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Have you ever thought about alternative food sources? Like you, when I grocery shop I am very aware of the prices I’m paying. Some weeks it seems like all the prices have gone up and with my wages going down or at the best staying the same, that concerns me. That means I need to be more creative in my food shopping strategies.
Alternative Food Sources
I do coupon but with the kids being gluten intolerant and our desire to eat organic/healthy foods, I find very few coupons available that I want to use. They do exist especially if you use some of the coupon or rebate apps that exist. But, they definitely are harder to find. Here are a few alternative food sources I check out when food costs rise.
What is an alternative food source?
Different people define alternative food sources differently. Some consider them to be insects, non-meat and non-dairy alternatives or other foods that are prepared in ways that are less traditional. My problem with this definition is that these types of alternative food sources are often much more expensive than traditional food sources. And, if money is tight already, it’s not going to be possible to choose those items.
What are the main sources of food?
For most people, the main sources of food are foods that come from the grocery store or farmer’s market. Depending on your lifestyle, it can also include food that you buy at a restaurant, corner store or gas station. It’s what everyone thinks of when they hear the word food.
What can I replace meat with?
Meat is by far one of the most expensive items on our grocery list. We generally only eat meat-based meals a few times a week for this reason. Instead, we replace the meat in our meals with beans, mushrooms, and lentils. You can also substitute soy, tofu or tempeh. But, since my husband is not a fan, we generally don’t eat those. There aren’t a lot of alternative food sources for meat that are free unless you go hunting or fishing.
So, you can replace the meat in your budget with one of the more affordable options. And, you can purchase other items as inexpensively as you can at the store. But, if you’re hoping to drop your grocery budget, even more, check out a few of the ideas below.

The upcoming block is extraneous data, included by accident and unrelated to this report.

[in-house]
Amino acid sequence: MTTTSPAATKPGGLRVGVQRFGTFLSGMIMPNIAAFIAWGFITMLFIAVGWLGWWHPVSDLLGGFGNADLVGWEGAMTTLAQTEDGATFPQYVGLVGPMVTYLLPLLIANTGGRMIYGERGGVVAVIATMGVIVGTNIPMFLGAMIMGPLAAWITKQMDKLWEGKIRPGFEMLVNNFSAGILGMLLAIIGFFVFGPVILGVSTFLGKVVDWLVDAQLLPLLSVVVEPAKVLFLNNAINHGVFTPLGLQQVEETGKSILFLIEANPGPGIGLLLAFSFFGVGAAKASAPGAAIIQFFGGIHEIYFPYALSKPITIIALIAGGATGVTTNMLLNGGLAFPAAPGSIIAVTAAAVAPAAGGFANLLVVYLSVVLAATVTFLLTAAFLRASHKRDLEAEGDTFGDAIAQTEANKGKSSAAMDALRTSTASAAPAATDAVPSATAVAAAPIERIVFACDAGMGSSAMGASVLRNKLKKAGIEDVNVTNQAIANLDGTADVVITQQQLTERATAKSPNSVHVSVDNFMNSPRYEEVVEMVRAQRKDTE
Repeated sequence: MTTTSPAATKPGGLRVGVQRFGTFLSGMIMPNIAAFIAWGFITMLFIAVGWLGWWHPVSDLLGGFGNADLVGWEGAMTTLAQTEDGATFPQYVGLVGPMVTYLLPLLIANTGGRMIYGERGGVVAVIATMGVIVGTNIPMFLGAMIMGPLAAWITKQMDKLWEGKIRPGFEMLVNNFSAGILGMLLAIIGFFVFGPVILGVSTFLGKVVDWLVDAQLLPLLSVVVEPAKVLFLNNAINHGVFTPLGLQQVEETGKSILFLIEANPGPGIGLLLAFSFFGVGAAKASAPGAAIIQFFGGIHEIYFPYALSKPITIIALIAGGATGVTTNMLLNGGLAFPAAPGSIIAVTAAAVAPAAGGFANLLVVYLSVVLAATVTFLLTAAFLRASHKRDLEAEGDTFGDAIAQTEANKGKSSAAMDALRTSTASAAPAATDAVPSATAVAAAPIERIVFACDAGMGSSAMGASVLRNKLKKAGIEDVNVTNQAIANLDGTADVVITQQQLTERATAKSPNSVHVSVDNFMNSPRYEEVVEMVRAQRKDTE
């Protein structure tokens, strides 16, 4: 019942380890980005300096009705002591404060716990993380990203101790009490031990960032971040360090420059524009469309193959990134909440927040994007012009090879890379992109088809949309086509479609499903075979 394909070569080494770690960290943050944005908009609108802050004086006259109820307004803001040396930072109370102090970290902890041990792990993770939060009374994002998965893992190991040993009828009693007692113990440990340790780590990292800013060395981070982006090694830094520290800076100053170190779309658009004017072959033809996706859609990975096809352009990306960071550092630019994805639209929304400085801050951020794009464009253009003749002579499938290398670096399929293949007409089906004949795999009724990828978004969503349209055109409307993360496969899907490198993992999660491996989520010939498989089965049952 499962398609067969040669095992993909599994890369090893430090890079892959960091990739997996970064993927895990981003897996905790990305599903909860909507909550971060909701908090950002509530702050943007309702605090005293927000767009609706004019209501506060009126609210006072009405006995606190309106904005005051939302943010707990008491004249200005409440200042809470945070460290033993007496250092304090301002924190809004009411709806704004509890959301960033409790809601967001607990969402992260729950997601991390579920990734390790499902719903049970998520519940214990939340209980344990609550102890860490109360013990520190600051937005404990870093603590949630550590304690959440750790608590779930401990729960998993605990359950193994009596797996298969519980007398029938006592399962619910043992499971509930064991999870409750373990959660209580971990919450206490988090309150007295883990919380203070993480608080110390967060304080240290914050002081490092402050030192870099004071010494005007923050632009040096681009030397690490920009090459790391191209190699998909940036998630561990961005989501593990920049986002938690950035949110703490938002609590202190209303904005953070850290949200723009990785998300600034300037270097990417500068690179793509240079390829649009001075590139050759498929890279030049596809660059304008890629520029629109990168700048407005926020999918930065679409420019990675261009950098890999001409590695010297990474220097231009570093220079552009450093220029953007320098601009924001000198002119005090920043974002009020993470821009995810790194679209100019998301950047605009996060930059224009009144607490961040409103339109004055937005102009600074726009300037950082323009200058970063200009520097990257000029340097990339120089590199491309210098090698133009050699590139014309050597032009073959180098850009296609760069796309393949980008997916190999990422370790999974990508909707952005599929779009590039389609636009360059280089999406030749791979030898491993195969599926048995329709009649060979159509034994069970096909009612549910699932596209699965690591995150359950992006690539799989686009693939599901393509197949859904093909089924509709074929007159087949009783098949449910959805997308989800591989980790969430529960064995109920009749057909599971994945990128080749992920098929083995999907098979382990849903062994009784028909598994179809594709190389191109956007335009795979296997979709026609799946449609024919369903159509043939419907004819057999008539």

Wildcrafting or foraging helps us a lot. Yes, that means we eat weeds. Dandelion greens help round out a salad or make a passable alternative to steamed spinach greens. Wild leeks work just as well as onions in our quiche. I’d recommend that you invest in a wildcrafting course or book for your specific area. Why not try my dandelion greens recipe. This is one of the alternative food sources that take a little bit of knowledge to get started with. Learn more about foraging and preparedness.
Enough said. I garden religiously and grow vegetables, fruits, and herbs every year. This helps us TONS on our grocery bill. Even if all you can afford is a small pot of cherry tomatoes, I highly recommend that you start some sort of garden. Besides the seeds and a little bit of labor, these types of alternative foods sources are free.
I’m sure they have this in other areas besides ours. Local businesses give seconds of their products to our local, privately run food shelf. The food shelf organizes giveaways each week. There are no tax dollars at work here. It’s just people & businesses. Businesses get a write off on their taxes for donating to a charity. People also donate clothes, books, magazines, and miscellaneous stuff they no longer want. By volunteering your time at the food shelf, workers are thanked with a bag of groceries. It’s one of our favorite alternative food sources.
Bartering is always fun to do when you can. Maybe you have a ton of zucchini from your garden and your neighbor didn’t plant any but has lots of eggs or an extra pie they baked. Swap with them. I swap different types of jellies all the time with friends and family. I always have tons of rhubarb ginger jam left to trade at the end of the season. Think about who you know that may have alternative food sources that are different from yours.
Pick Your Own
Picking your own is fun with the kids if you have sources in the area. We’ve gone blueberry, strawberry, apple picking, and even potato picking before! Prices are much cheaper than the grocery store and it’s a fun time out with the kids or even better quiet time for me! Keep your eyes open for wild berries and fruits as well. We have a wild apple tree nearby that the owner allows us to forage from.
So, what are your favorite alternative food sources?
Ellen is a busy mom of a 22-year-old son and 27-year-old daughter. She owns 5 blogs and is addicted to social media. She believes that it doesn’t have to be difficult to lead a healthy life. She shares simple healthy living tips to show busy women how to lead fulfilling lives. If you’d like to work together, email firstname.lastname@example.org to chat.